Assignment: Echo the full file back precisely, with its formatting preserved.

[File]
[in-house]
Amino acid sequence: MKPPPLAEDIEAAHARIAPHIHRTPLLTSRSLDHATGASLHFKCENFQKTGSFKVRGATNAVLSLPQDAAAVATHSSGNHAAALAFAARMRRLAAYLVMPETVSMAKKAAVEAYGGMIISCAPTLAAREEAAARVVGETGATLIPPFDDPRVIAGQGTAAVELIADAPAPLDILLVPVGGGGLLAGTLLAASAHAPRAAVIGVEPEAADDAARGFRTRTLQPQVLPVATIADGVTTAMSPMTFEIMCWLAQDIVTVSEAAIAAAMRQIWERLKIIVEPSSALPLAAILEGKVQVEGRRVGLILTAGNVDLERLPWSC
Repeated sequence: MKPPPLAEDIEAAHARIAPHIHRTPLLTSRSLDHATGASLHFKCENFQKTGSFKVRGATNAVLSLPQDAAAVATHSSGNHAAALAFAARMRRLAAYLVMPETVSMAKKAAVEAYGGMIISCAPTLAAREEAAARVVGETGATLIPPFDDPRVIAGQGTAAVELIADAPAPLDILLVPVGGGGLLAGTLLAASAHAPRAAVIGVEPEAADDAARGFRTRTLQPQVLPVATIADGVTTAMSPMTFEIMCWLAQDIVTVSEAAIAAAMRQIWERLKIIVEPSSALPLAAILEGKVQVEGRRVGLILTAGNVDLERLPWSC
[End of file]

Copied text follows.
[in-house]
Amino acid sequence: MKPPPLAEDIEAAHARIAPHIHRTPLLTSRSLDHATGASLHFKCENFQKTGSFKVRGATNAVLSLPQDAAAVATHSSGNHAAALAFAARMRRLAAYLVMPETVSMAKKAAVEAYGGMIISCAPTLAAREEAAARVVGETGATLIPPFDDPRVIAGQGTAAVELIADAPAPLDILLVPVGGGGLLAGTLLAASAHAPRAAVIGVEPEAADDAARGFRTRTLQPQVLPVATIADGVTTAMSPMTFEIMCWLAQDIVTVSEAAIAAAMRQIWERLKIIVEPSSALPLAAILEGKVQVEGRRVGLILTAGNVDLERLPWSC
Repeated sequence: MKPPPLAEDIEAAHARIAPHIHRTPLLTSRSLDHATGASLHFKCENFQKTGSFKVRGATNAVLSLPQDAAAVATHSSGNHAAALAFAARMRRLAAYLVMPETVSMAKKAAVEAYGGMIISCAPTLAAREEAAARVVGETGATLIPPFDDPRVIAGQGTAAVELIADAPAPLDILLVPVGGGGLLAGTLLAASAHAPRAAVIGVEPEAADDAARGFRTRTLQPQVLPVATIADGVTTAMSPMTFEIMCWLAQDIVTVSEAAIAAAMRQIWERLKIIVEPSSALPLAAILEGKVQVEGRRVGLILTAGNVDLERLPWSC